Gold Gold the least reactive of metals was discovered the earliest in 6000BC. Gold was considered important even then. Many ancient central American tribes believed in the importance of gold for religious beliefs. The Inca’s believed it was the sweat of their sun god that’s why the Incas honored him with magnificent golden artworks. The presence of gold eventually led to their destruction as the Spanish conquistadors (conquerors) plundered them under their leaders, Pizarro and Cortes. This shows us the social affects some metals have had on civilizations. Even in recent times South Africa was colonized by Europeans because of its vast gold reserves.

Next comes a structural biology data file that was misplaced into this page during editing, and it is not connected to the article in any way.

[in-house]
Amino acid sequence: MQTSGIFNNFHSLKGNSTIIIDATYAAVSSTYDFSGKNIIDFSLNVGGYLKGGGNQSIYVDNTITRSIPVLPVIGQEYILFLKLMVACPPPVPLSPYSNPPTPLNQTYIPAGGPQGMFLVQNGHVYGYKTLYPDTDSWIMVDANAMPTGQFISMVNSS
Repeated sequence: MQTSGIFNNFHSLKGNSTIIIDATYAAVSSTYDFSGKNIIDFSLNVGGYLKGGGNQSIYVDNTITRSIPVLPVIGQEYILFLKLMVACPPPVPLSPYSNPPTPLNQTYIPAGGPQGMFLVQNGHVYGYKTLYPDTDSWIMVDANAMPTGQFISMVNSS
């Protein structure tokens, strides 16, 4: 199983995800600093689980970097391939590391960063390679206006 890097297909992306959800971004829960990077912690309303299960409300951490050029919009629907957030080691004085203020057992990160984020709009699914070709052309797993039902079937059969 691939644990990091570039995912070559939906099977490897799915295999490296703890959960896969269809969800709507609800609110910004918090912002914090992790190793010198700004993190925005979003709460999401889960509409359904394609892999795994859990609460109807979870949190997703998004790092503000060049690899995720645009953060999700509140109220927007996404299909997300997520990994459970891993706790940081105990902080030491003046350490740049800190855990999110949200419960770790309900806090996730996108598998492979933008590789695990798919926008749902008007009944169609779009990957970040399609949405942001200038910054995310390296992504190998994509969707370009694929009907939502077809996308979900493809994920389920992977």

As the means of technology improved such as the discovery of fire and use of mining tools, more metals were discovered. People found different uses for the softer metals and replaced making of tools and weapons with the newer harder metals. For example copper was used to make the blades of swords and spear tips, after tin was discovered people started using copper in pottery as tin was more efficient in making weapons than copper was. Medieval Metals